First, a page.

I normally blog about kids books and family activities, but domestic abuse is a topic that I feel I need to cover as it’s sadly part of the family reality for too many people. The author, Jennifer Gilmour, is very active in campaigning against domestic abuse. If you’ve been affected or would like to get involved, you can find her through the hashtag #isolationjunction.

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Although fictionalised, Isolation Junction is a very personal story and the first edition was full of raw emotion. This is the only time I’ve ever sought out a second edition of a book to read, but the topic is so important I wanted to see what had changed. This updated edition has been smoothed out and polished but, despite having read it before, it hasn’t lost its power and still made me cry.

The main changes are that it’s now chronological and all in third person, so it’s much easier to follow. It also fills in several gaps and is a stronger narrative as a result. It should be compulsory reading.

Well done to both the author and editor (the fabulous Emma Mitchell from Creating Perfection, who also edited Eternal Seas for me). I gave the first edition a 5* rating so this has to be a 6*.

Synopsis:

IJ - NEW COVER Isolation Junction

Rose is the mother of two young children, and finds herself living a robotic life with an abusive and controlling husband. While she struggles to maintain a calm front for the sake of her children, inside Rose is dying and trapped in ‘Isolation Junction’.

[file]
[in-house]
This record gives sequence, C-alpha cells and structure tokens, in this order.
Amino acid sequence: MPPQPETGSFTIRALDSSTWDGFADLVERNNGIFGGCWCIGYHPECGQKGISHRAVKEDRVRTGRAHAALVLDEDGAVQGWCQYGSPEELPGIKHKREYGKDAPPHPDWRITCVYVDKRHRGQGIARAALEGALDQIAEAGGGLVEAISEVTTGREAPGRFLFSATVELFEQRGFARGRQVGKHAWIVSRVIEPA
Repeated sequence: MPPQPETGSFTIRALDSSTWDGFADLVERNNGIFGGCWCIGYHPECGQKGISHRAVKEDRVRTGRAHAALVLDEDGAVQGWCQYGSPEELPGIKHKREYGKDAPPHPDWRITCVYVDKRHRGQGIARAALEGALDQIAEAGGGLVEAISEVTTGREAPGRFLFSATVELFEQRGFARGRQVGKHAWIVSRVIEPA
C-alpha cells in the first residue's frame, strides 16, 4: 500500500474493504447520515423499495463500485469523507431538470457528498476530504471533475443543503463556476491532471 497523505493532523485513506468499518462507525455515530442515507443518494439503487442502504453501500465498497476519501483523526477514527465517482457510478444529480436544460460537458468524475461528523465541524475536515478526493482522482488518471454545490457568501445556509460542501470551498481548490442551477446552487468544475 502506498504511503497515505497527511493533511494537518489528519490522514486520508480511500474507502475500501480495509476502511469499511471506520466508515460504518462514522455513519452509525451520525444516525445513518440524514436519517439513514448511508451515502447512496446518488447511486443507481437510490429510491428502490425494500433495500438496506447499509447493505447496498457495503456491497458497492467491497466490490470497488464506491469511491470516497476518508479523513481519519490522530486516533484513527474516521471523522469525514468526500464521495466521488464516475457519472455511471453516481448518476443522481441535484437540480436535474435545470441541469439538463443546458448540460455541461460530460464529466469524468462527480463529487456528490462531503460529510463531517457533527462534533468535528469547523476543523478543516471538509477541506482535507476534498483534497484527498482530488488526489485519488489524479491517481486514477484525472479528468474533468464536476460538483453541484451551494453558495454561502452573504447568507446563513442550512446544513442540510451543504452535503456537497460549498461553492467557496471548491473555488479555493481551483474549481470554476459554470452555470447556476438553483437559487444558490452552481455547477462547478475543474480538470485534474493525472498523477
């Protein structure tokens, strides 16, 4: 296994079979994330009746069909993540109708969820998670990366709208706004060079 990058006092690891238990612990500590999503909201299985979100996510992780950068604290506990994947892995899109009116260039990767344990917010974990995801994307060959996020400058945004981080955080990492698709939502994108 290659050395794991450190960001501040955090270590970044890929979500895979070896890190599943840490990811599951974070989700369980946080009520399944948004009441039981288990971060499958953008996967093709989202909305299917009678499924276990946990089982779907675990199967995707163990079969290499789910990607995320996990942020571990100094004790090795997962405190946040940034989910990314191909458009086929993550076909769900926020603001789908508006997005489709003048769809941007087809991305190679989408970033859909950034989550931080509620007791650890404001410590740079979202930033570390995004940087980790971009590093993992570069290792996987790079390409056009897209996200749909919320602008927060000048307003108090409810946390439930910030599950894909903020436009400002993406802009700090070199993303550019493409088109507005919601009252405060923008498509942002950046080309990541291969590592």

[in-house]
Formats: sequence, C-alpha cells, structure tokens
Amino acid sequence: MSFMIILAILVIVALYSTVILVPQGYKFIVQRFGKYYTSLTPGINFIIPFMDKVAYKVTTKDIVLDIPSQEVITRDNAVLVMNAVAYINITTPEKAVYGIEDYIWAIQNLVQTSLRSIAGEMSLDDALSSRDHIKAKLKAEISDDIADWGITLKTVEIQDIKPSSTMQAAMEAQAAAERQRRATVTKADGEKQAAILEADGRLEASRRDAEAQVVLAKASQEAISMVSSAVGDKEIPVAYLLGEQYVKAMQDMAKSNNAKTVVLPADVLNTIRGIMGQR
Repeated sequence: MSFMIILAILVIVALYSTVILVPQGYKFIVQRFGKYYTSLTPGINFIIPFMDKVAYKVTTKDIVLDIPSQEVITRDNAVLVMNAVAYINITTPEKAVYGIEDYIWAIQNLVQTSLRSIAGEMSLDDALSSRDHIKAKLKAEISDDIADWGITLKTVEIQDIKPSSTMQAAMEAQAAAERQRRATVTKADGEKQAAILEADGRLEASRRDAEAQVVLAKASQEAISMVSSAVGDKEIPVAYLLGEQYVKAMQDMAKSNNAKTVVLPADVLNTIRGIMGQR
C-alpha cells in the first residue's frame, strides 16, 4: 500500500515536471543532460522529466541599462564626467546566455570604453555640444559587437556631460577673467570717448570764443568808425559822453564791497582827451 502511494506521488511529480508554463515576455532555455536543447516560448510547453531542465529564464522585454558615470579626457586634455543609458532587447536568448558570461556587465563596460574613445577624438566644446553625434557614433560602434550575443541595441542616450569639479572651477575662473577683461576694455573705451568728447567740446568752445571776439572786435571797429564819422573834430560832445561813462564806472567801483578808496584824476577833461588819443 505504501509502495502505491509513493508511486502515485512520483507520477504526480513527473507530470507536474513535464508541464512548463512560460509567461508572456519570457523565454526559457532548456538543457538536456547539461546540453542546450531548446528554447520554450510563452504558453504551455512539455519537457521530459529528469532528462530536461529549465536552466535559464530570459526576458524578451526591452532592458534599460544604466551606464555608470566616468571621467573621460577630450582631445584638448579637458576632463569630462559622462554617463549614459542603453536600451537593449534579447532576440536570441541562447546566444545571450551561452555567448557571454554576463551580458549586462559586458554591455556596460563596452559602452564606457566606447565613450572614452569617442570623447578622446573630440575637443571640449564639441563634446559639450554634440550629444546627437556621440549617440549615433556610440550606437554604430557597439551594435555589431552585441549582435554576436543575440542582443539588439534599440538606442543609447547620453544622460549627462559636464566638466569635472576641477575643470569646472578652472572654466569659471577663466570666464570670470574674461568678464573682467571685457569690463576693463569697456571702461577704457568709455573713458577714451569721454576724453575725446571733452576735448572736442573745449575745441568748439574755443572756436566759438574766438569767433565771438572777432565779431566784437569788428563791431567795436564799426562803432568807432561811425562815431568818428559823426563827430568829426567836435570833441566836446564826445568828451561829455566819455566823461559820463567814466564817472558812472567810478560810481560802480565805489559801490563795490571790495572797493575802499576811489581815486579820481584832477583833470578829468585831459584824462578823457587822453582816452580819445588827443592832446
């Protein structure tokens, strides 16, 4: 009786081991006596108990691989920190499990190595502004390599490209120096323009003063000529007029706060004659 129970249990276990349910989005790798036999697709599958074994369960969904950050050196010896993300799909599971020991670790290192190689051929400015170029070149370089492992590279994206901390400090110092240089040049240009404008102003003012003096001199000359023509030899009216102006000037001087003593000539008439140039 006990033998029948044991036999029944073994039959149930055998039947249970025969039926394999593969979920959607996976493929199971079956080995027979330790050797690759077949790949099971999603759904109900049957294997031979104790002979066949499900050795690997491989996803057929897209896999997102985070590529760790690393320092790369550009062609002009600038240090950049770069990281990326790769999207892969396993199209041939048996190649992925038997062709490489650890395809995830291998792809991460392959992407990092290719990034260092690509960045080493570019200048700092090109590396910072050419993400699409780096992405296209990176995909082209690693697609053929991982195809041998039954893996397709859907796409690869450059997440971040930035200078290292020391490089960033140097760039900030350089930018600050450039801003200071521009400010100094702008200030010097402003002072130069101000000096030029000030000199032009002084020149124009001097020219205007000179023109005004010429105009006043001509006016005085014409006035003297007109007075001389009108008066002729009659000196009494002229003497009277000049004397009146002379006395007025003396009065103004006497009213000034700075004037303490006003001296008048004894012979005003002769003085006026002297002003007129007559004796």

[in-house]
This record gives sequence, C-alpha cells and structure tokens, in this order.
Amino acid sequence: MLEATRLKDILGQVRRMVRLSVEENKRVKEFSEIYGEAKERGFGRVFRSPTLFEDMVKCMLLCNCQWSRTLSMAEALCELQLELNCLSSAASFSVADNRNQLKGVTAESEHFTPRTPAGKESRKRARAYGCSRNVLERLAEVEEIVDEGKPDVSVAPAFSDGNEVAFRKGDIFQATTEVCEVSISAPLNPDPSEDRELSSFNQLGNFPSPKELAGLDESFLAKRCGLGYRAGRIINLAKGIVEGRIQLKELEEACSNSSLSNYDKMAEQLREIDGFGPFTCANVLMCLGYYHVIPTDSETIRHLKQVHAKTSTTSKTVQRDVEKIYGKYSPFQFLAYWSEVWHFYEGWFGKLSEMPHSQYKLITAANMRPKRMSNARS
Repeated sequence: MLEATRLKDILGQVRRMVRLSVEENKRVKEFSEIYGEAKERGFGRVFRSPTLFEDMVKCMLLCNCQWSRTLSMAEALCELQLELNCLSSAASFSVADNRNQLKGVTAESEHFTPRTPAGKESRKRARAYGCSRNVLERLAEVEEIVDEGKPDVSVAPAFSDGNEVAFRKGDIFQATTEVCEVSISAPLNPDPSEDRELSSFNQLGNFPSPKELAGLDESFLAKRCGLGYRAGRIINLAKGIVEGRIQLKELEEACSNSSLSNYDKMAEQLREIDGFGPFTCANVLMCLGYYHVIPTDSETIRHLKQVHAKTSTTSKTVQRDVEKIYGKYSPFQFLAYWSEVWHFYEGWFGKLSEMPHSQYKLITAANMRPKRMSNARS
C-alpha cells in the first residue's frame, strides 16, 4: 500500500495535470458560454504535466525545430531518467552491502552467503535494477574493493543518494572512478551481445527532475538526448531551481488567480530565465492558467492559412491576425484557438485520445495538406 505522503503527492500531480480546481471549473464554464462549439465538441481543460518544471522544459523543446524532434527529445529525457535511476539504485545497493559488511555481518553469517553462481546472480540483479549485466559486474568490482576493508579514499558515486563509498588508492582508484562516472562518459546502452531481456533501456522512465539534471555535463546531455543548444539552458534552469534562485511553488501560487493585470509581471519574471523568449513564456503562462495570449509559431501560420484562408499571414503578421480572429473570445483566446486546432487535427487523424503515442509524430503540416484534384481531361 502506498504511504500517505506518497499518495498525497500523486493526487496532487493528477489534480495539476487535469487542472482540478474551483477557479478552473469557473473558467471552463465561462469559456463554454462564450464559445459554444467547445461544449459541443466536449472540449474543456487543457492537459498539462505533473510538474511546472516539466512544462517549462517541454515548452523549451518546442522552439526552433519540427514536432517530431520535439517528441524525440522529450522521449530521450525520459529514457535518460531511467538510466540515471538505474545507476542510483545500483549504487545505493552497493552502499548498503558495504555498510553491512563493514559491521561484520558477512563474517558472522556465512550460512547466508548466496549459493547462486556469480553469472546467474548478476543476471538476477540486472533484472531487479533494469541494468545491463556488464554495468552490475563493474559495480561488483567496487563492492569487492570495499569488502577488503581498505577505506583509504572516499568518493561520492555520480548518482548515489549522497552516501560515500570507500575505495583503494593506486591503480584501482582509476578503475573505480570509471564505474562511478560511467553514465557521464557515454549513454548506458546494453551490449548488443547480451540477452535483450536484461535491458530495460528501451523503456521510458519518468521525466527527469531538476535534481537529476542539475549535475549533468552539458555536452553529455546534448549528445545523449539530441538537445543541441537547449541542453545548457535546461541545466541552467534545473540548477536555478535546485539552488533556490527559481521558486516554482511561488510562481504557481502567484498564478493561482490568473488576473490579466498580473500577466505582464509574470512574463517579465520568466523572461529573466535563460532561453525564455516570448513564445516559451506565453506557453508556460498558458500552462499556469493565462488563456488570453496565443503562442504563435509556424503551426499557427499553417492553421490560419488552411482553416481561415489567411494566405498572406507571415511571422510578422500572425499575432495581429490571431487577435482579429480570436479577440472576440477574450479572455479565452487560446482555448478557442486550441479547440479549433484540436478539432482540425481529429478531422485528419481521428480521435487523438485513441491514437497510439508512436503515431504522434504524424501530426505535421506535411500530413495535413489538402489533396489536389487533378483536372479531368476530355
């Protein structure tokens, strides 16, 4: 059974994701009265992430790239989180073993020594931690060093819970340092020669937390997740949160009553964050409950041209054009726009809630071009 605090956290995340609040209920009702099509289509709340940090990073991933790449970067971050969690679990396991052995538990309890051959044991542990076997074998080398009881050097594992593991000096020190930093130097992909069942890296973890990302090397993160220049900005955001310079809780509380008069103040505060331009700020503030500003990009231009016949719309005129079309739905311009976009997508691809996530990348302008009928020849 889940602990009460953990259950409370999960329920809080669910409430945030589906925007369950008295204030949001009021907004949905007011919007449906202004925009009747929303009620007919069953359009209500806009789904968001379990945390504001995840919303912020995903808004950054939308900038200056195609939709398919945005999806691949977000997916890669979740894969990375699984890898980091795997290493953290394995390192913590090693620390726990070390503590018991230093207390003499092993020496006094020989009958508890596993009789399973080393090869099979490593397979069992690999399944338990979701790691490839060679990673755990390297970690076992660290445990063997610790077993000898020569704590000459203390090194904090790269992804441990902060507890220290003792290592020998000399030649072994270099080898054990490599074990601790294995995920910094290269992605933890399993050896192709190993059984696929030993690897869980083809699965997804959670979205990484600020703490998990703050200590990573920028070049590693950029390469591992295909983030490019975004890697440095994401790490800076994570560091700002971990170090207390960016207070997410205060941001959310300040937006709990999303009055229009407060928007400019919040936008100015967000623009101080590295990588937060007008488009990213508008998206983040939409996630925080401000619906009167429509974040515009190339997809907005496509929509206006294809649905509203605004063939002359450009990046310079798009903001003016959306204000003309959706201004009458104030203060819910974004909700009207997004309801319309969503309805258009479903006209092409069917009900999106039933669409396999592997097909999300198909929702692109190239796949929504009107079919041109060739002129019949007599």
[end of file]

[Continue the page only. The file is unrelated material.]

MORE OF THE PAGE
She runs an online business from home, because Darren won’t let her work outside the house. But through this, she meets other mums and finds courage to attend networking events, while Darren is at work, to promote her business. 

It’s at one of these events that Rose meets Tim, a sympathetic, dark-haired stranger who unwittingly becomes an important part of her survival.

After years of emotional abuse, of doubting her future and losing all self-confidence, Rose takes a stand. Finding herself distraught, alone and helpless, Rose wonders how she’ll ever escape with her sanity and her children. With 100 reasons to leave and 1,000 reasons she can’t will she be able to do it? Will Tim help her? And will Rose find peace and the happiness she deserves? Can Rose break free from this spiralling life she so desperately wants to change?

Based on true events.

 

About the author: